Saturday, July 13, 2013

Four Writing Skills You Can Teach Immediately Using Picture Books

In preparation for the some new parent workshops that I am offering this year, I've been examining specific writing skills that I teach using literature and children's books. With years of teaching behind me, I realize that I do this rather naturally now and sharing it with other moms requires breaking down the "how." So, as I was gathering my thoughts, I decided to give you a preview of writing skills you can easily teach using whole books! 

As well, comment on this blog and you'll be entered in a drawing for a children's book with directions on how to use it to teach your child. I will give away one book with teaching instructions for each of my blogs on the various grade levels (K-2, 3-5, 6-8 and high school) for the next two weeks. The drawings for all of the books will be at the end of July.
Starting with K-2, or pre-writing skills, my belief is that children shouldn't be pushed to create original written work before they're ready, which seems to be around 3rd grade for most children. However, pre-writing skills and copy work provide a solid foundation for when that original writing begins. Consider the following example as you teach your child using whole books:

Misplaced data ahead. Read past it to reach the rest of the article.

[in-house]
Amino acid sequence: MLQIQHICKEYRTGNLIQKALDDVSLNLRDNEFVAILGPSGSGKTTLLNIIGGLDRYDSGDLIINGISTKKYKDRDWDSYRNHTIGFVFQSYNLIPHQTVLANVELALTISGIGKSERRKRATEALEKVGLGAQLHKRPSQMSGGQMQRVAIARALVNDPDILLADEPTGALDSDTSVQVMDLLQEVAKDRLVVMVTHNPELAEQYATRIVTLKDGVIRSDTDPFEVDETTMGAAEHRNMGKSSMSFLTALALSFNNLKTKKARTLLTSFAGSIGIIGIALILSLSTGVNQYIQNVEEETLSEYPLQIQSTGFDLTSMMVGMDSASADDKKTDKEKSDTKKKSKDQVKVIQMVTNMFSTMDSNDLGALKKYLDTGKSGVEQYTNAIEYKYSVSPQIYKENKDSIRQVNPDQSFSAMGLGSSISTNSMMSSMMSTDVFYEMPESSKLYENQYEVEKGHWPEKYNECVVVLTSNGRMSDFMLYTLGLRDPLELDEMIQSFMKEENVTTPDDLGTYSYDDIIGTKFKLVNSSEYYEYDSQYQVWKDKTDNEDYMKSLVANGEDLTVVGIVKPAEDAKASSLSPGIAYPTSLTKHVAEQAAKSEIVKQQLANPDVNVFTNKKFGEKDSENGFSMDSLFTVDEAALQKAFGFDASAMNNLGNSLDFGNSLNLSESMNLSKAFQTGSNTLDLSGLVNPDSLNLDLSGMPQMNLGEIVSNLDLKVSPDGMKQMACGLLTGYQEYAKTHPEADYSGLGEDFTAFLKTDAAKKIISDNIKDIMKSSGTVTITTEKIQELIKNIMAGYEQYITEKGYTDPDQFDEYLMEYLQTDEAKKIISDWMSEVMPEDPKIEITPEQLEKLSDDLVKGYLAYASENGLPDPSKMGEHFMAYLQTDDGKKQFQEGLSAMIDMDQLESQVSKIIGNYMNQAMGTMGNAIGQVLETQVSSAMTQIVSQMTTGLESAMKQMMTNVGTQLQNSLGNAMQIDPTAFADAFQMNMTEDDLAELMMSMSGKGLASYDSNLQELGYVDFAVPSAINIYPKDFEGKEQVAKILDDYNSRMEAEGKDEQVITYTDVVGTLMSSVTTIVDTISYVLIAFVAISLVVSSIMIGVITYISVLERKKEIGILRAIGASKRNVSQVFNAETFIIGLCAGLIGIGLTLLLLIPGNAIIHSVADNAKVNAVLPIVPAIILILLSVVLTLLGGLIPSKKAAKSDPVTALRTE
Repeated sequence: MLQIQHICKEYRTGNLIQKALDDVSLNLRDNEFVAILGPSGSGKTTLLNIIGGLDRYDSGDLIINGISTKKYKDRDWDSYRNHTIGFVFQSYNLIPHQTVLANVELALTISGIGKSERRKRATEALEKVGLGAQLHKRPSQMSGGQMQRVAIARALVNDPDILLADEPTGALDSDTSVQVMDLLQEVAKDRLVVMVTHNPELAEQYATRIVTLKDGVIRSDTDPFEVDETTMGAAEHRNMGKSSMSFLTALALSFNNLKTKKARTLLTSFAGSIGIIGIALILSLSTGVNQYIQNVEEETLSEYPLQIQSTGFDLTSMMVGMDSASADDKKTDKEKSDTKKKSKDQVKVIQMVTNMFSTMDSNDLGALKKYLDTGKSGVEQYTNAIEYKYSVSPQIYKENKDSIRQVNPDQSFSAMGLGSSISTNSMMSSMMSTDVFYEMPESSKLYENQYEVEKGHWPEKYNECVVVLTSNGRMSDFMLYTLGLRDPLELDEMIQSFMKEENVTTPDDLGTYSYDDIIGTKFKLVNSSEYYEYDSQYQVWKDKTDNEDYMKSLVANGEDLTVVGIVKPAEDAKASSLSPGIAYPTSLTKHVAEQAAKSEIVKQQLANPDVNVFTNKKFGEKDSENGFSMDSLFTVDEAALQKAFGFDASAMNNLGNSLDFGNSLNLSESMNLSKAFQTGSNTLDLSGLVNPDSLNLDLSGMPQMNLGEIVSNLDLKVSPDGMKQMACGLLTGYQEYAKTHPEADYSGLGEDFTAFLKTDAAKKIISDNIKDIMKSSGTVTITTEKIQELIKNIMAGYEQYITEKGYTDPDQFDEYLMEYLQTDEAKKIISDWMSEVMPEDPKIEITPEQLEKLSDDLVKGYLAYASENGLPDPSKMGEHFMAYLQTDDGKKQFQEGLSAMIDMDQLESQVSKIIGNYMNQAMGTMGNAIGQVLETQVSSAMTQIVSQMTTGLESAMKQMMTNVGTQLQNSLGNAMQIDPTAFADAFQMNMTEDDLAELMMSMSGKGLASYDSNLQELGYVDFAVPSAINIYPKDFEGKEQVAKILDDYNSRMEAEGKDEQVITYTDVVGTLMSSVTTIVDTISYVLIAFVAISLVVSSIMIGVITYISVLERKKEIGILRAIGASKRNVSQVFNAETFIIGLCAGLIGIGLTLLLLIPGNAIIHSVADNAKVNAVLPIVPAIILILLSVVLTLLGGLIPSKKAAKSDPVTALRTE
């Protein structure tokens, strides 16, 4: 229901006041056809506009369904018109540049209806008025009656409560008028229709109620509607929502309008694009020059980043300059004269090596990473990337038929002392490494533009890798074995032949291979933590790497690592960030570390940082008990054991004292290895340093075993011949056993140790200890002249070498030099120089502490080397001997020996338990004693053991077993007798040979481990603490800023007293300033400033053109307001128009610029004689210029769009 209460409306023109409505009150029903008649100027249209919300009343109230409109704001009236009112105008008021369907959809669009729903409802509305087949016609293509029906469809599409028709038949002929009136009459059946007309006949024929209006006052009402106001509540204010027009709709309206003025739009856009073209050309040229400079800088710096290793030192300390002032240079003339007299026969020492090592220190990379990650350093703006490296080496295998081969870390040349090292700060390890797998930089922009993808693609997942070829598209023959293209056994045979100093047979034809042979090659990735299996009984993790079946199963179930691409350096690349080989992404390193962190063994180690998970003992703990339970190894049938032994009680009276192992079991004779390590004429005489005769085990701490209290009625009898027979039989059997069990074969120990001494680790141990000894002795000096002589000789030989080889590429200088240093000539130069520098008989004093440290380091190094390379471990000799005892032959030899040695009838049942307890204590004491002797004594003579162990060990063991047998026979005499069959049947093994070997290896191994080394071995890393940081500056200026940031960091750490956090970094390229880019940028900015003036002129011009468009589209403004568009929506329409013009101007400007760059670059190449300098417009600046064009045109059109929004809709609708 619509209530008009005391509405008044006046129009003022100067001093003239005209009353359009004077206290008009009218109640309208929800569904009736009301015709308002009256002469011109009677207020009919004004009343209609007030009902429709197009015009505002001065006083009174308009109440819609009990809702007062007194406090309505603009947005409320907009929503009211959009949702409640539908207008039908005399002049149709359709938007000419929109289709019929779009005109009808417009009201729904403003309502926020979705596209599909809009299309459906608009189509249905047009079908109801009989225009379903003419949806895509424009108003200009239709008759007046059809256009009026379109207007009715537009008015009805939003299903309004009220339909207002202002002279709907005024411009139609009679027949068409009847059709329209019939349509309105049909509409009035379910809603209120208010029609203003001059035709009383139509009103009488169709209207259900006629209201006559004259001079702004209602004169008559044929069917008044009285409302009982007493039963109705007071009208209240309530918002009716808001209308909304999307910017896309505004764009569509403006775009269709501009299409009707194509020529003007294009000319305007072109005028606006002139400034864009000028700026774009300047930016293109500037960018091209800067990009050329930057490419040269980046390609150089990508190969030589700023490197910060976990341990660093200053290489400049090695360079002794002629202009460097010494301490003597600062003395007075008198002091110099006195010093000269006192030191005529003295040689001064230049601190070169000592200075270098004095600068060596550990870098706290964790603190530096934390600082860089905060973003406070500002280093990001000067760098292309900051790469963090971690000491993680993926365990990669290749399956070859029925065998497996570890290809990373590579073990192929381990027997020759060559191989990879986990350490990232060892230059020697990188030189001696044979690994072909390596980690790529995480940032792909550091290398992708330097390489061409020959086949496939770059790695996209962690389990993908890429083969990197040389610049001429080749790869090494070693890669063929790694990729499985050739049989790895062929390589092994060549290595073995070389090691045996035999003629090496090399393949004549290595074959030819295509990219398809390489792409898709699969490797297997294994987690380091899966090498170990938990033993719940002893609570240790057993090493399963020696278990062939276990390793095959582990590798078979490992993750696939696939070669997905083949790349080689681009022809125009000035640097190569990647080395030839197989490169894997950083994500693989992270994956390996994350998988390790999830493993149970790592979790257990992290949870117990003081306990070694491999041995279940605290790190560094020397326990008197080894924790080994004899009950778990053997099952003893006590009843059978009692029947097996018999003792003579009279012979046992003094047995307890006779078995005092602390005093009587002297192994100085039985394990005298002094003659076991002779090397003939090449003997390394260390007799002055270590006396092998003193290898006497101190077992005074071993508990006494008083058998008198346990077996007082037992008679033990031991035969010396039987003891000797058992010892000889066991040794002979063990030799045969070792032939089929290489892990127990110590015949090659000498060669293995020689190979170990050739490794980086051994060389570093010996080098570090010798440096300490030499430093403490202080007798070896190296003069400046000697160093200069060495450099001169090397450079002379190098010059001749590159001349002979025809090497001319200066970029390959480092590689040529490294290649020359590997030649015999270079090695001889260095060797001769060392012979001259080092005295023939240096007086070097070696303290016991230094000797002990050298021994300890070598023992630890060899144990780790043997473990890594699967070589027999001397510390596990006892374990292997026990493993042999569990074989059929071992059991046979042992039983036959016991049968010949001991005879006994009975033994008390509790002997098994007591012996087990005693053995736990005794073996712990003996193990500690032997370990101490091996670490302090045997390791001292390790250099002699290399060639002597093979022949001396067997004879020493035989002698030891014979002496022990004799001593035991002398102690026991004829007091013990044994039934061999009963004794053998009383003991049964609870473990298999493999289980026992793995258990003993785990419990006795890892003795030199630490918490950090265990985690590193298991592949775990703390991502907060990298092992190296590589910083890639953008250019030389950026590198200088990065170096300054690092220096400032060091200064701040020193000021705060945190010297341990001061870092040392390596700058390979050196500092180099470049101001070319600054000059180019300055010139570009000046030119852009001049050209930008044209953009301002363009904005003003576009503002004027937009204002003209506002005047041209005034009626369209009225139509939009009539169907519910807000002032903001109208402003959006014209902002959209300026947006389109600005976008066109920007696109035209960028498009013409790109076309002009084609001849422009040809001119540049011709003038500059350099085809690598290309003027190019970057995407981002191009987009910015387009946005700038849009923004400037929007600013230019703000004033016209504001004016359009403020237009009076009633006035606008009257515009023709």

What is a sentence? Use basic sentences from your child's favorite books to point out the essentials: 
  1. Sentences start with capital letters.
  2. Sentences form a complete thought.
  3. We know they end when there is specific punctuation (start with periods, then add question marks and exclamation points).
  4. Sentences have a subject and then explains what is happening to or about the subject.
Select several sentences from your child's favorite books. The sentences should be basic and easily understood on their own. Some examples include:
    • On Monday he ate through one apple. (The Very Hungry Caterpillar by Eric Carle)
    • Snow had fallen during the night. (The Snowy Day by Ezra Jack Keats)
    • People called her Miss Rumphius now. (Miss Rumphius by Barbara Cooney)
  • Have your child use these sentences for copy work. When preparing for copy work, you might want to neatly print or type up the sentence in a large font for your child rather than having him copy from the book. 
  • Discuss how points 1 and 2 are evident in each sentence. Point out the punctuation marks. Activity idea: As a next step for point 3, change the ending punctuation for each sentence and discuss how that changes the meaning the sentence.
  • Introduce the concept of "subject" and ask your child to tell you the who or what of each sentence (he, snow, people). Make sure your child differentiates between who and what, as this prepares him for the specific definition of noun which is taught later. Activity idea: Have your child underline/circle or highlight the specific subject. Have him use a different color or different method (underline or circle) to differentiate between who or what.
  • After determining the subject, discuss how the other words in the sentence explain the actions and give details about the subject. Activity idea: Have your child highlight in a new color or put a square around the words that show what the subject did (ate, had fallen, called).